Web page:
Douglas Gotham, director of the State Utility Forecasting Group based at Purdue University, said the number of wind and solar farms across the state is just a small fraction of its potential.
“There’s a lot of appetite right now,” he said. “For the most part, all of the utilities are looking at adding a significant amount of renewables to their portfolios in the next 20 years.”
But one major hurdle to more development here is Indiana’s lack of statewide standards for large wind and solar projects. Developers have been pushing lawmakers to pass a law setting universal standards on setbacks, heights and other facets of commercial projects across Indiana’s 92 counties.
They say some counties have restricted wind farms, sometimes at the last minute, after a company has invested millions of dollars, saying the projects are too large and intrusive.
A bill that would have set those standards died in the Legislature this spring, after a coalition of local governments and grassroots groups lobbied hard to kill it, saying they did not want to give up local control of such huge projects.
Tony Samuel, an Indiana lobbyist for several large wind developers, including EDP Renewables, NextEra Energy and Apex Clean Energy, said the industry will continue to push for such standards in coming years.
“It’s a natural step that Indiana needs to take,” he said. “Utilities have been moving in the direction of renewables. Businesses and corporations want them for their sustainability efforts. And the general public is in favor of renewables, protecting the environment and creating jobs.”
Although much of Indiana’s wind operations are in the northern part of the state, other corridors with good potential for wind power include central and eastern Indiana, which also are flat and have few obstructions.
And in some Indiana counties, a boom in solar farms is hitting a backlash, as thousands of acres of farmland are being developed for massive solar farms, some with tens of thousands of panels.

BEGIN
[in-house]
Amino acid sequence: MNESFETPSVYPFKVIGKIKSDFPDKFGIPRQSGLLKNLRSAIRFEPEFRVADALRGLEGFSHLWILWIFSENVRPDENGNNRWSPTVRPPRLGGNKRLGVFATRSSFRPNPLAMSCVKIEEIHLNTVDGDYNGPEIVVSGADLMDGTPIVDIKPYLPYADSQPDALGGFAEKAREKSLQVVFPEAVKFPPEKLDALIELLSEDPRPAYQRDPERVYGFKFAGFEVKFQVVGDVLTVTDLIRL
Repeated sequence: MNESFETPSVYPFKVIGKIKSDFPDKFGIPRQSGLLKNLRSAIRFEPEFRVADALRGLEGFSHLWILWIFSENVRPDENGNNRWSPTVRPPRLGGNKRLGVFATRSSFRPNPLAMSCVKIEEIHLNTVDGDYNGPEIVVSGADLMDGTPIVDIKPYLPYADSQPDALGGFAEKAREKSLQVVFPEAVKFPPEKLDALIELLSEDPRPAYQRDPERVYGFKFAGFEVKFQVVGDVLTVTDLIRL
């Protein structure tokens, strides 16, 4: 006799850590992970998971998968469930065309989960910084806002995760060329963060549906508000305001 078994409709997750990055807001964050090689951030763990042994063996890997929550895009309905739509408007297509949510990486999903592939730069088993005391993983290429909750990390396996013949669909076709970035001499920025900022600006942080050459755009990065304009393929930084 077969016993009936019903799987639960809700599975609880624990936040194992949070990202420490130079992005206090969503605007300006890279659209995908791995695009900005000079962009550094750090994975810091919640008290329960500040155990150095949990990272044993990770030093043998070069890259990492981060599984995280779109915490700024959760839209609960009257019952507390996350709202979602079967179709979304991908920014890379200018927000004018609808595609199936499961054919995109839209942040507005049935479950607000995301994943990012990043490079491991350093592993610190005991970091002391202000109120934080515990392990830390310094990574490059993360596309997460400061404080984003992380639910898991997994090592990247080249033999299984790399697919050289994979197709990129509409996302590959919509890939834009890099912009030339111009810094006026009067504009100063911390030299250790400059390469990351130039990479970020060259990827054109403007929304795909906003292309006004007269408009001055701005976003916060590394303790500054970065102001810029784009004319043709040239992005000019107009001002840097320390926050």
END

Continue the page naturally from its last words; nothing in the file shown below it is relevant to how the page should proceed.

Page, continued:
Last month, Indiana regulators approved a plan by AES Indiana (formerly Indianapolis Power & Light Co.) to build a sprawling solar farm in Clinton County that could generate enough electricity to power more than 30,000 homes.
The project, called Hardy Hills, will include 581,594 solar panels and generate 195 megawatts of electricity, making it one of Indiana’s largest solar farms. It will span nearly 1,800 acres.
At least 15 Indiana solar farms of 1,000 acres or more are slated to go online by 2024, with several more encompassing hundreds of acres also in the works.
But some communities are asking if the solar farms would lower nearby home values, and whether it’s a good use of prime farmland. Today, solar energy still represents less than 1% of the electricity generated in the state.
It’s difficult to say how the tension among communities, builders, utilities and others will play out in Indiana. But it seems to be just a matter of degrees in terms of how much more business IEA will land and how fast it will continue to grow.
The company, founded in 1947 as White Trucking and Excavating, jumped into the renewables in the early 2000s, just as the sector was finding its footing and getting ready to grow dramatically.
“I like to tell people that, when we went public, over three years ago, there was a lot of skepticism about renewables, from investors and other stakeholders, banks, debt holders,” Roehm said. “ It’s amazing how much change [there] has been in this short amount of time.”•